21 Canada Guy Carbonneau C R 1979 Sept-Îles, Quebec second (1986)
24 United States Chris Chelios D R 1981 Chicago, Illinois second (1986)
27 Canada Shayne Corson C L 1984 Midland, Ontario first
6 Canada Russ Courtnall RW R 1988–89 Duncan, British Columbia first
28 Canada Eric Desjardins D R 1987 Rouyn, Quebec first
34 Canada Donald Dufresne D R 1985 Quebec City, Quebec first
23 Canada Bob GaineyC LW L 1973 Peterborough, Ontario sixth (1976, 1977, 1978, 1979, 1986)
41 Canada Brent Gilchrist LW L 1985 Moose Jaw, Saskatchewan first
5 Canada Rick Green D L 1982–83 Belleville, Ontario second (1986)
1 Canada Brian Hayward G L 1986–87 Georgetown, Ontario first
12 Canada Mike Keane RW R 1986–87 Winnipeg, Manitoba first
32 Canada Claude Lemieux RW R 1983 Buckingham, Quebec second (1986)
17 United States Craig Ludwig D L 1980 Rhinelander, Wisconsin second (1986)
8 United States Steve Martinson RW L 1988–89 Minnetonka, Minnesota first
35 Canada Mike McPhee LW L 1980 Sydney, Nova Scotia second (1986)
26 Sweden Mats NaslundA LW L 1979 Timrå, Sweden second (1986)
44 Canada Stephane Richer RW R 1984 Ripon, Quebec second (1986)
19 Canada Larry RobinsonA D L 1971 Winchester, Ontario seventh (1973, 1976, 1977, 1978, 1979, 1986)
33 Canada Patrick Roy G L 1984 Quebec City, Quebec second (1986)
39 Canada Brian Skrudland C L 1985–86 Peace River, Alberta second (1986)
15 Canada Bobby Smith C L 1983–84 North Sydney, Nova Scotia second (1986)
25 Czech Republic Petr Svoboda D L 1984 Most, Czechoslovakia second (1986)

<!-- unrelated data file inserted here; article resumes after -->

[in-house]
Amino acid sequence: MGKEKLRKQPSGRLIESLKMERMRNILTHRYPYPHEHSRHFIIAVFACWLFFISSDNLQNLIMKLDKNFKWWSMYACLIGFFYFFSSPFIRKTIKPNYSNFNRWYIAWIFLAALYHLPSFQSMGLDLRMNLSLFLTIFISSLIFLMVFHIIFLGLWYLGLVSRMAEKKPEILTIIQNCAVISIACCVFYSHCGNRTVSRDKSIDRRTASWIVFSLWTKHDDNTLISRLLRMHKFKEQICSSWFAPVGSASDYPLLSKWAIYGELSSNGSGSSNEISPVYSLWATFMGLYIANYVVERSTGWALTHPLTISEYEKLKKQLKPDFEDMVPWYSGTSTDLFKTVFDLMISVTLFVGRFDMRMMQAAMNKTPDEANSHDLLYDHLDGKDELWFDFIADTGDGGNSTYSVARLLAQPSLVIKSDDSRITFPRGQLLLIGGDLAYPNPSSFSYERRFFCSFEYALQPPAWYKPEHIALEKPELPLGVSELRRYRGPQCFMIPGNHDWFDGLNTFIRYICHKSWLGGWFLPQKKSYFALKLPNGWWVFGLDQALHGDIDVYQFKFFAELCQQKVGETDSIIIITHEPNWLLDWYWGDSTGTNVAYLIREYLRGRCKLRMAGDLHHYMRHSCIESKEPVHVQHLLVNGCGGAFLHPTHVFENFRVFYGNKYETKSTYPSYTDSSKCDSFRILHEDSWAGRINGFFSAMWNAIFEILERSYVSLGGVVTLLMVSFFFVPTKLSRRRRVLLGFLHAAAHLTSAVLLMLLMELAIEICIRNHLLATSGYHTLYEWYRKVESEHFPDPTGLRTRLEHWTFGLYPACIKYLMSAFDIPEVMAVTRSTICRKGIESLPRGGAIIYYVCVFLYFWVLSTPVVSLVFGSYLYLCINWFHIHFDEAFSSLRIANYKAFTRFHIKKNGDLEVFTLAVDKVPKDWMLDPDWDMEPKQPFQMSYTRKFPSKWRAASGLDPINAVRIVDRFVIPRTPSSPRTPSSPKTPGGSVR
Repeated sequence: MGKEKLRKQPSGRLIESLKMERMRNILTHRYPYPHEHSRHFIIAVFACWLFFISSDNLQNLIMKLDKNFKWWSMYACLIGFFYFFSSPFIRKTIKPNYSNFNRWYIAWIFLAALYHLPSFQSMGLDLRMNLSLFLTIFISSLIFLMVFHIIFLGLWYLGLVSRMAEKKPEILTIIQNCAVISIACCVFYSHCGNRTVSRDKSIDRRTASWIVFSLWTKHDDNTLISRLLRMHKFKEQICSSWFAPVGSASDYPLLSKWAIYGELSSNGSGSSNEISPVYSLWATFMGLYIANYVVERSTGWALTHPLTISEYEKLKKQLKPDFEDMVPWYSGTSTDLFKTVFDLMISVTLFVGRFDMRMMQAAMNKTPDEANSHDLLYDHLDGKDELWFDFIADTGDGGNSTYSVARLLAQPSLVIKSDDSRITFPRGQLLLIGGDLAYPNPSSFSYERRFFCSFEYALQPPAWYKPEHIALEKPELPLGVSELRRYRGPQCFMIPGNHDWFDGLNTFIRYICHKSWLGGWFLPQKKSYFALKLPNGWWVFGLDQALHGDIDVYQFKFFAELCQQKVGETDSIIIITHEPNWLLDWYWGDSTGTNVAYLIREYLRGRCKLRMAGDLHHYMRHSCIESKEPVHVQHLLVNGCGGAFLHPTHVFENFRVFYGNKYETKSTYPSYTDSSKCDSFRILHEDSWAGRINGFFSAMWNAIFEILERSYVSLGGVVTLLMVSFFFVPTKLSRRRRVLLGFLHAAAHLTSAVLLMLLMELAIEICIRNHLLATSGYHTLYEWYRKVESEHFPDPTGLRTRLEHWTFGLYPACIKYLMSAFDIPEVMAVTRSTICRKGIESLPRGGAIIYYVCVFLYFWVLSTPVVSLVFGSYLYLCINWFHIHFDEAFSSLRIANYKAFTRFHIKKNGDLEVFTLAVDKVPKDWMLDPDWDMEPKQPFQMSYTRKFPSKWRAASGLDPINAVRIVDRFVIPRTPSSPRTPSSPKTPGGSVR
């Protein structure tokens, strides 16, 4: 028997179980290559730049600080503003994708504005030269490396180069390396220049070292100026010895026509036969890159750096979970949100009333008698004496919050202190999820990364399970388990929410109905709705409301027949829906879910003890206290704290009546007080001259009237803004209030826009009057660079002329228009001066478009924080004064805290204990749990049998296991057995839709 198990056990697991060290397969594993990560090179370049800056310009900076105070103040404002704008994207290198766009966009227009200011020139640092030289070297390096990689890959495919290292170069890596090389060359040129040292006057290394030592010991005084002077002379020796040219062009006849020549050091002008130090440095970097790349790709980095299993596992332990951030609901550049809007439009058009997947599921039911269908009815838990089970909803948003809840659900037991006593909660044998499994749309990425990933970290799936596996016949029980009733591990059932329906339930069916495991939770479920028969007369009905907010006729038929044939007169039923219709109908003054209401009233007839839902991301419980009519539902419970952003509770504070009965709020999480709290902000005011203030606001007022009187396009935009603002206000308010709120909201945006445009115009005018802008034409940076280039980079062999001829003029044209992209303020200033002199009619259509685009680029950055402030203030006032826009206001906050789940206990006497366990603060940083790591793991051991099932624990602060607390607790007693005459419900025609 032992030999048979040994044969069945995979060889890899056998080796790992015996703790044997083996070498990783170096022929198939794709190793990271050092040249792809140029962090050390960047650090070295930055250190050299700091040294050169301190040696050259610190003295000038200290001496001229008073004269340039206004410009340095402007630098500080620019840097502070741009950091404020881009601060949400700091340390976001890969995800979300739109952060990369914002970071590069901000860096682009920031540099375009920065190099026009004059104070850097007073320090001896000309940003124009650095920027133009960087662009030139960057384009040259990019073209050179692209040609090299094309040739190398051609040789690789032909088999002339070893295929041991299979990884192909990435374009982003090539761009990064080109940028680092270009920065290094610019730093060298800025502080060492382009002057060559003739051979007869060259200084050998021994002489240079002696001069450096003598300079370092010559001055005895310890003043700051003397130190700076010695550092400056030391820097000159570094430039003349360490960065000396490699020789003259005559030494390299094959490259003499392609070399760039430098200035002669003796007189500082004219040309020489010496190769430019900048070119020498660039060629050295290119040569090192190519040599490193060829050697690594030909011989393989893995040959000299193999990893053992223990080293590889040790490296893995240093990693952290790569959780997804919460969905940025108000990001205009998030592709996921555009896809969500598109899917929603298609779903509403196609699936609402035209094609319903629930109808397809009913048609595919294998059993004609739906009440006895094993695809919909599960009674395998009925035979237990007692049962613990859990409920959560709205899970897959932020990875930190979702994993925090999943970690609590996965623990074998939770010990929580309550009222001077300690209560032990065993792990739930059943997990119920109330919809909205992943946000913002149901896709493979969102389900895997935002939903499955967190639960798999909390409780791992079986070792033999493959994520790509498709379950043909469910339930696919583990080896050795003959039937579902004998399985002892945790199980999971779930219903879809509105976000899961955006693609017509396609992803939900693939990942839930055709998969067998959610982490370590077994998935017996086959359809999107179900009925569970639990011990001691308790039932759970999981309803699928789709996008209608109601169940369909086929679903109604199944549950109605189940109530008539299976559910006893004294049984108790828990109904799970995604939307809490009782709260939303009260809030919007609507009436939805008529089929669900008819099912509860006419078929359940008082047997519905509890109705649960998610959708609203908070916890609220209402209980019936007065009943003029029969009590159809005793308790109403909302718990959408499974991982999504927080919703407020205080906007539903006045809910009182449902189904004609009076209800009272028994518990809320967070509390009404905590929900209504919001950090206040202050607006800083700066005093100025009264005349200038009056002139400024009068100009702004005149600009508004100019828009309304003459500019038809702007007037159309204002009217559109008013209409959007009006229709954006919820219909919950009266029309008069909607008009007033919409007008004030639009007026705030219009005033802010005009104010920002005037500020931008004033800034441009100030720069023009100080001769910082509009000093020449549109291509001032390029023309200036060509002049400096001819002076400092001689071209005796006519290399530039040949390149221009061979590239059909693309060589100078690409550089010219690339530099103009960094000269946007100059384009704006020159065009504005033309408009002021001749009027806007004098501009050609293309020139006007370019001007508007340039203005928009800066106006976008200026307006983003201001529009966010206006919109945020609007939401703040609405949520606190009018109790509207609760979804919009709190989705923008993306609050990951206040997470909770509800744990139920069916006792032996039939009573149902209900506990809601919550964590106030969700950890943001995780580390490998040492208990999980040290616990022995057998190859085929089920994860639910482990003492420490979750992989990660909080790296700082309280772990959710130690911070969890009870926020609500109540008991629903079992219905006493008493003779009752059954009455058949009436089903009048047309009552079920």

11 Canada Ryan Walter LW L 1982–83 New Westminster, British Columbia second (1986)

Calgary Flames – 1989 Stanley Cup champions


Coaching and administrative staff

Stanley Cup Engraving

  • #16 Sergei Pryakhin, and #32 Ken Sabourin each played 1 playoff game. They did not play enough regular season games, or in the final to qualify to be on the cup. Pryakhin and Sabourin have Stanley Cup rings. Pryakhin was also included in the team picture. He was first Russian-born trained player to play in the NHL playoffs.
  • Vice Presidents Clare Rhysen, Leo Ornest were left off the Stanley Cup, but awarded Stanley Cup Rings.

Stanley Cup Finals Patch

The 1989 Stanley Cup Final was the first to feature a special commemorative patch on both teams' sweaters, in honor of the championship series. Placed on each player's left shoulder, the patch employed the same design that would be used from 1989–1994 before being tweaked for the 1995 Final. A commemorative patch has been issued in every Stanley Cup Final since, though subsequent patches were sewn onto the sweaters'` upper right breast area (with the only exceptions being the 1994 and 2014 New York Rangers, whose diagonal wordmark necessitated the patch's placement on the top of each sweater's left shoulder).


  1. ^ Greatest Moments in Calgary Flames Hockey History. pp. 79–80.


  • Podnieks, Andrew; Hockey Hall of Fame (2004). Lord Stanley's Cup. Bolton, Ont: Fenn Pub. pp. 12, 50. ISBN 978-1-55168-261-7.
Preceded by
Edmonton Oilers
Calgary Flames
Stanley Cup Champions

Succeeded by
Edmonton Oilers
This page was last edited on 29 June 2019, at 06:42